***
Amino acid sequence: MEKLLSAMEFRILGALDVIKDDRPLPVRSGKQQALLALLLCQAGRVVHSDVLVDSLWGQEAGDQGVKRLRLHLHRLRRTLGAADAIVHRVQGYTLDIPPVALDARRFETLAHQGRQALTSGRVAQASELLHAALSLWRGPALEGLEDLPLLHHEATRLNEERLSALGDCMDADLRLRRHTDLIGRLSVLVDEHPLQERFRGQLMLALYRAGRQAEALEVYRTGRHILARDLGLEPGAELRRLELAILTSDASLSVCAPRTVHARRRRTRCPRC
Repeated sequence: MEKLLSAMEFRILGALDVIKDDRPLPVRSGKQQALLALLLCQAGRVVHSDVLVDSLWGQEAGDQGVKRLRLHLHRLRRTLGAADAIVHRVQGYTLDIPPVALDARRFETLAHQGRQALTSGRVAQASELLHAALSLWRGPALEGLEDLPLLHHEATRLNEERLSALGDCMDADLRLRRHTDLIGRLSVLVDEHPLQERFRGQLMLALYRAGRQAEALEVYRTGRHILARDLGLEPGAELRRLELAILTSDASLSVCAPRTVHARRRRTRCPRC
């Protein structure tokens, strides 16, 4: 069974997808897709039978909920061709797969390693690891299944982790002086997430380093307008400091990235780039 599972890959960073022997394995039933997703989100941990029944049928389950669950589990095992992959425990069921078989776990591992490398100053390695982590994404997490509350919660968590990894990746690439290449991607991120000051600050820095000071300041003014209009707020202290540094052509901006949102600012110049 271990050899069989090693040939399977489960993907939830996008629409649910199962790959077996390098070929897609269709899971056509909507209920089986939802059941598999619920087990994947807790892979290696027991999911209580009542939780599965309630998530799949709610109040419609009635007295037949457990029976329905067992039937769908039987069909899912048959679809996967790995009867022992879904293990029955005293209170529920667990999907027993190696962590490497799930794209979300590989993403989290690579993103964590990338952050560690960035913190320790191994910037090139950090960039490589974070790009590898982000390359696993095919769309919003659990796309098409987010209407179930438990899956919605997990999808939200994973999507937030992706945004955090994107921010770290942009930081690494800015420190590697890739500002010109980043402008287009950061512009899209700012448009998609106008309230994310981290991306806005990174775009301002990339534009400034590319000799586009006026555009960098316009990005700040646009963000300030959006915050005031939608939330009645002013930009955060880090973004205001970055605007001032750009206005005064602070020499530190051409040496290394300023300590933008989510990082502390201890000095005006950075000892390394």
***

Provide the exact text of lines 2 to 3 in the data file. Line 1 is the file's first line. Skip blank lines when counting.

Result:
Repeated sequence: MEKLLSAMEFRILGALDVIKDDRPLPVRSGKQQALLALLLCQAGRVVHSDVLVDSLWGQEAGDQGVKRLRLHLHRLRRTLGAADAIVHRVQGYTLDIPPVALDARRFETLAHQGRQALTSGRVAQASELLHAALSLWRGPALEGLEDLPLLHHEATRLNEERLSALGDCMDADLRLRRHTDLIGRLSVLVDEHPLQERFRGQLMLALYRAGRQAEALEVYRTGRHILARDLGLEPGAELRRLELAILTSDASLSVCAPRTVHARRRRTRCPRC
């Protein structure tokens, strides 16, 4: 069974997808897709039978909920061709797969390693690891299944982790002086997430380093307008400091990235780039 599972890959960073022997394995039933997703989100941990029944049928389950669950589990095992992959425990069921078989776990591992490398100053390695982590994404997490509350919660968590990894990746690439290449991607991120000051600050820095000071300041003014209009707020202290540094052509901006949102600012110049 271990050899069989090693040939399977489960993907939830996008629409649910199962790959077996390098070929897609269709899971056509909507209920089986939802059941598999619920087990994947807790892979290696027991999911209580009542939780599965309630998530799949709610109040419609009635007295037949457990029976329905067992039937769908039987069909899912048959679809996967790995009867022992879904293990029955005293209170529920667990999907027993190696962590490497799930794209979300590989993403989290690579993103964590990338952050560690960035913190320790191994910037090139950090960039490589974070790009590898982000390359696993095919769309919003659990796309098409987010209407179930438990899956919605997990999808939200994973999507937030992706945004955090994107921010770290942009930081690494800015420190590697890739500002010109980043402008287009950061512009899209700012448009998609106008309230994310981290991306806005990174775009301002990339534009400034590319000799586009006026555009960098316009990005700040646009963000300030959006915050005031939608939330009645002013930009955060880090973004205001970055605007001032750009206005005064602070020499530190051409040496290394300023300590933008989510990082502390201890000095005006950075000892390394």